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Arbie's Unoriginally Titled Book Blog

It's a blog! Mainly of book reviews.

Currently reading

Ack-Ack Macaque
Gareth L. Powell
Progress: 249/792 pages
Introduction to Topology
Bert Mendelson
Progress: 10/224 pages
Isaac Newton
James Gleick
Progress: 20/289 pages
Basics of Plasma Astrophysics
Claudio Chiuderi, Marco Velli
Progress: 58/250 pages
Ursula K. Le Guin: The Complete Orsinia: Malafrena / Stories and Songs (The Library of America)
Brian Attebery, Ursula K. Le Guin
Progress: 454/700 pages
A Student's Guide to Lagrangians and Hamiltonians
Patrick Hamill
Progress: 7/180 pages
Complete Poems, 1904-1962
E.E. Cummings
Progress: 232/1102 pages
The Complete Plays and Poems
E.D. Pendry, J.C. Maxwell, Christopher Marlowe
Gravitation (Physics Series)
Kip Thorne;Kip S. Thorne;Charles W. Misner;John Archibald Wheeler;John Wheeler
Progress: 48/1215 pages
I Am a Cat
Graeme Wilson, Aiko Ito, Sōseki Natsume
Progress: 410/638 pages
The Evolutionary Void - Peter F. Hamilton Having waited what feels like eternity to get a mass market paperback edition of this, the final volume in the Void trilogy, I went back and re-read the first two volumes in order to remind myself what was going on.

Those previous volumes did not withstand a second reading very well; their primary plus points were the new SF ideas and of course, they aren't new second time around. So...1400p to remind myself of the backstory, then onwards!

The final volume suffers problems similar to those of Hamilton's two previous multi-volume space opera sagas, namely; plot points seen hundreds of pages in advance, too many disparate characters leading me to always be thinking, what's going on with...whomever...and characters that are too similar to characters in other books (even the ones that don't actually appear in earlier books in the timeline.) There is also something of E.E. Doc. Smith threat/technology-inflation.

This series is set hundreds of years after the closure of Judas Unchained in which an inter-stellar scale war is fought with weapons that can destroy stars, create blackholes, turn humans into walking battle tanks etc. But now we're in the future and technology has to have moved on...where? Hamilton strains to make believable advances on people who are immortal except for accident or deliberate violence that can already make stars go nova. The threat, which was last time genocide of all of humanity is this time genocide of the whole galaxy...

All that said, these faults are not as severe as in the previous efforts; I couldn't foresee every major plot point well in advance (although I felt I should have guessed more) and there are some surprises at the denouement. Which leaves the ending(s): Books that bring disparate characters across a galaxy in to play in critical events can't just end. They have to ends multiple times over in order to close all of the characters. This usually detracts even when the denouement was great.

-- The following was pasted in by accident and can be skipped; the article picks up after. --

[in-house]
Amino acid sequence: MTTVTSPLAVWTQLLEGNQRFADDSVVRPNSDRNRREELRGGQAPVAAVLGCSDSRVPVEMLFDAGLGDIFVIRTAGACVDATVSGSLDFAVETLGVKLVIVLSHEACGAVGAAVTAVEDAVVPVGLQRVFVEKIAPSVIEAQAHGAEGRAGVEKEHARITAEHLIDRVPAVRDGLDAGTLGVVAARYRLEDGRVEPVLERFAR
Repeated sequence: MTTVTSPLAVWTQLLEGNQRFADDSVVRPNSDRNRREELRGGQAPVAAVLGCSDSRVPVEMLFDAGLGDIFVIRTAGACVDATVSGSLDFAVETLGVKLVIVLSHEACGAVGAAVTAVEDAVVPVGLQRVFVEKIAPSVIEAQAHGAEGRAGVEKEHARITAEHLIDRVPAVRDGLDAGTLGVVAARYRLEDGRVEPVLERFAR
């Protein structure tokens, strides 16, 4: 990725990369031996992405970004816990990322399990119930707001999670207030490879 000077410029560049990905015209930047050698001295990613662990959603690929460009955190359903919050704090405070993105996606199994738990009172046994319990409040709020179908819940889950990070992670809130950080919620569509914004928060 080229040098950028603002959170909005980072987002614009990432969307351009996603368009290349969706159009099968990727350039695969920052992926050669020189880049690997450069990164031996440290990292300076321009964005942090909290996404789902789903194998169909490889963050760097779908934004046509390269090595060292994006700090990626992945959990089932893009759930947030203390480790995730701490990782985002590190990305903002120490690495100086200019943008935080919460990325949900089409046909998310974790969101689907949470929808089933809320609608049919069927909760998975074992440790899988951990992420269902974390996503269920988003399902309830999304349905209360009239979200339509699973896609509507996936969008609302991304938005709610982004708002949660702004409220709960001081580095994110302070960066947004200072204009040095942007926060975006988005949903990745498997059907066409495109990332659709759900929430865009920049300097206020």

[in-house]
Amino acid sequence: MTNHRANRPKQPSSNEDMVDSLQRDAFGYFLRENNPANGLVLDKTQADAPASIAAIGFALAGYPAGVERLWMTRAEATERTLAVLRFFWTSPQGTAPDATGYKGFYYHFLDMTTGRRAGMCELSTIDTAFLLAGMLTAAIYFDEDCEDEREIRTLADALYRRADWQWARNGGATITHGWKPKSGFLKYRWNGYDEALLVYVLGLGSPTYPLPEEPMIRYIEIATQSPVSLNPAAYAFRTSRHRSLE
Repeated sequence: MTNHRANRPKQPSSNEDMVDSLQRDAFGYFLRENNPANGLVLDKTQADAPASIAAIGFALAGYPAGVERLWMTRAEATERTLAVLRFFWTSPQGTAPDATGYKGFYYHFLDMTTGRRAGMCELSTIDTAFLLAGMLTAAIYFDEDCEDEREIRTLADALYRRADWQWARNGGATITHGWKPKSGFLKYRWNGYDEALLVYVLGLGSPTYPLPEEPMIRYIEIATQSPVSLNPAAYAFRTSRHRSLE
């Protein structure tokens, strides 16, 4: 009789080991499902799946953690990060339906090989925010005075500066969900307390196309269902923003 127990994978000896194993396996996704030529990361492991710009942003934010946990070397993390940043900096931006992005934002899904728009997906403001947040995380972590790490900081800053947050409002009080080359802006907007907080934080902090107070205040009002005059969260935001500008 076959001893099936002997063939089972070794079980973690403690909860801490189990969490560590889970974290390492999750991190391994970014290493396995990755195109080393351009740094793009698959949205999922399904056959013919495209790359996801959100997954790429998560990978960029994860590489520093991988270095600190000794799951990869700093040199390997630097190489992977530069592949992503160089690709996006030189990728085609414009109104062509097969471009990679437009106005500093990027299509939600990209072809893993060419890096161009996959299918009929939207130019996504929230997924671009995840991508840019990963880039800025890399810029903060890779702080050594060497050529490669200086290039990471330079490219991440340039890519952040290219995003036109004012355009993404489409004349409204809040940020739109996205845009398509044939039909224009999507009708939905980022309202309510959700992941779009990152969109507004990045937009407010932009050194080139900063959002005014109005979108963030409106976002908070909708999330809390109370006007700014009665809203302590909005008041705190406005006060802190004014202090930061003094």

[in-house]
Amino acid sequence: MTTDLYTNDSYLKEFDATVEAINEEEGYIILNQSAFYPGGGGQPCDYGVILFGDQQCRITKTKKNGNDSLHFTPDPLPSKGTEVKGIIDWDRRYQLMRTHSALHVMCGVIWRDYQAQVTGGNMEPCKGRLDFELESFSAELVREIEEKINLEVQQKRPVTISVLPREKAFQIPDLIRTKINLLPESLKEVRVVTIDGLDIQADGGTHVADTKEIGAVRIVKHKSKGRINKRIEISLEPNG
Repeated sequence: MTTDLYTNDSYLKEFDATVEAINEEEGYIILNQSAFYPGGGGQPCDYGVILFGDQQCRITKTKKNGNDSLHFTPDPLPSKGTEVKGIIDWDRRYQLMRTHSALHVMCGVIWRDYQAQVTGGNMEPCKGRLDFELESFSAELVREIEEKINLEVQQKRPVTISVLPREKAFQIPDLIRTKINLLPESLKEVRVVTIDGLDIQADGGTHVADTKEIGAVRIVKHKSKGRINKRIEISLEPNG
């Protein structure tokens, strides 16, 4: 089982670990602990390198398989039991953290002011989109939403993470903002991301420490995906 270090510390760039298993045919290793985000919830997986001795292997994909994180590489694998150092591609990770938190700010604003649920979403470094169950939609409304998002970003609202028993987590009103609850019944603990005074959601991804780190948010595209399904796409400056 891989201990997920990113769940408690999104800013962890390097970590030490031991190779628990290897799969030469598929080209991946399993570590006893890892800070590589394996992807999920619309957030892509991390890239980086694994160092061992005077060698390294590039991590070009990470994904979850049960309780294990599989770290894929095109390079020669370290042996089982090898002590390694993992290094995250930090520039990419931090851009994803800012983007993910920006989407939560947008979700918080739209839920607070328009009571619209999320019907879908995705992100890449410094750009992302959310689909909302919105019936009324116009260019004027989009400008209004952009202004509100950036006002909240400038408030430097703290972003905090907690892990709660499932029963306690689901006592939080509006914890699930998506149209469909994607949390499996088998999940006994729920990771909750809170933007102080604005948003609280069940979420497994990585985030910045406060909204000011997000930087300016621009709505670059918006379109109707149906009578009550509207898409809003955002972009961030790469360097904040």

There is a short story at the end of this volume, promoting a forthcoming collection of such by Hamilton. It is less than 20p long and superior to the 2000+p saga preceding it. All of Hamilton's best works have been completely self-contained and the longest of them approximately the size of any one volume in this series. I don't think I'll be reading any more multi-volume space operas by Hamilton but I will pick up that short story collection and any stand-alone novel he might release in the future.

Post scriptum: Reading Dan's review reminded me of some things I forgot to say: This volume appears to have some (not very subtle) sub-text. For instance, Utopia is bad because boring, humans need to struggle in order to have fulfilling lives, cultural imperialism is bad. People need to be allowed to evolve in seperate ways as long as no coercion is involved. This is all positive stuff, in that any sort of subtext seems absent from most of Hamilton's novels. (Fallen Dragon is an exception.) Most of these ideas are in fact SF staples and unfortunately done better elsewhere. In particular, the ideas of humans physically as well as culturally evolving in muliple directions were dealt with much better in Dan Simmons' at least equally gigantic Hyperion Cantos.